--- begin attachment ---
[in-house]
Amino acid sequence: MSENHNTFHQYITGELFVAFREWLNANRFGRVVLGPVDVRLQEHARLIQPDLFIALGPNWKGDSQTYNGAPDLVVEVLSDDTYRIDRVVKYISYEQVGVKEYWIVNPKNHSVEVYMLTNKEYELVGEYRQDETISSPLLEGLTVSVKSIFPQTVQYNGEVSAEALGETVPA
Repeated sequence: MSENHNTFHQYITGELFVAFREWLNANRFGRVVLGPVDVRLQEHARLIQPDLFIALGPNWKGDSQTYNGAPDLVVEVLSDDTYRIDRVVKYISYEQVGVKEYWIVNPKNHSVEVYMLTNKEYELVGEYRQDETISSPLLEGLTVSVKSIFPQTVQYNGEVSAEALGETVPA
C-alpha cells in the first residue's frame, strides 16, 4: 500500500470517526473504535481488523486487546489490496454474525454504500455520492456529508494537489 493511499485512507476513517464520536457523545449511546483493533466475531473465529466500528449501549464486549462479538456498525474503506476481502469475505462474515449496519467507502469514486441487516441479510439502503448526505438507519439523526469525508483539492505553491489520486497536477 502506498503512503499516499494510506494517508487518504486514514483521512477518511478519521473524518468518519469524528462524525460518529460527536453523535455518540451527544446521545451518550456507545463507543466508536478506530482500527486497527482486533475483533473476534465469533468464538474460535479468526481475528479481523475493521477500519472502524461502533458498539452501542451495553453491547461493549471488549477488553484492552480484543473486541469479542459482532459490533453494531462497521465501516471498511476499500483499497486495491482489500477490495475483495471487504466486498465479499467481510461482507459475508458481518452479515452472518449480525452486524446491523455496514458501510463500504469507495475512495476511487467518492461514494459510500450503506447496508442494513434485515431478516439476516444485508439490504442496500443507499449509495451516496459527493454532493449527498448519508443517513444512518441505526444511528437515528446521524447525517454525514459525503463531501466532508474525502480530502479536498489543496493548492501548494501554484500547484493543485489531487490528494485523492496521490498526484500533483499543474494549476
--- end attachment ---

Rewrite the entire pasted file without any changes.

[in-house]
Amino acid sequence: MSENHNTFHQYITGELFVAFREWLNANRFGRVVLGPVDVRLQEHARLIQPDLFIALGPNWKGDSQTYNGAPDLVVEVLSDDTYRIDRVVKYISYEQVGVKEYWIVNPKNHSVEVYMLTNKEYELVGEYRQDETISSPLLEGLTVSVKSIFPQTVQYNGEVSAEALGETVPA
Repeated sequence: MSENHNTFHQYITGELFVAFREWLNANRFGRVVLGPVDVRLQEHARLIQPDLFIALGPNWKGDSQTYNGAPDLVVEVLSDDTYRIDRVVKYISYEQVGVKEYWIVNPKNHSVEVYMLTNKEYELVGEYRQDETISSPLLEGLTVSVKSIFPQTVQYNGEVSAEALGETVPA
C-alpha cells in the first residue's frame, strides 16, 4: 500500500470517526473504535481488523486487546489490496454474525454504500455520492456529508494537489 493511499485512507476513517464520536457523545449511546483493533466475531473465529466500528449501549464486549462479538456498525474503506476481502469475505462474515449496519467507502469514486441487516441479510439502503448526505438507519439523526469525508483539492505553491489520486497536477 502506498503512503499516499494510506494517508487518504486514514483521512477518511478519521473524518468518519469524528462524525460518529460527536453523535455518540451527544446521545451518550456507545463507543466508536478506530482500527486497527482486533475483533473476534465469533468464538474460535479468526481475528479481523475493521477500519472502524461502533458498539452501542451495553453491547461493549471488549477488553484492552480484543473486541469479542459482532459490533453494531462497521465501516471498511476499500483499497486495491482489500477490495475483495471487504466486498465479499467481510461482507459475508458481518452479515452472518449480525452486524446491523455496514458501510463500504469507495475512495476511487467518492461514494459510500450503506447496508442494513434485515431478516439476516444485508439490504442496500443507499449509495451516496459527493454532493449527498448519508443517513444512518441505526444511528437515528446521524447525517454525514459525503463531501466532508474525502480530502479536498489543496493548492501548494501554484500547484493543485489531487490528494485523492496521490498526484500533483499543474494549476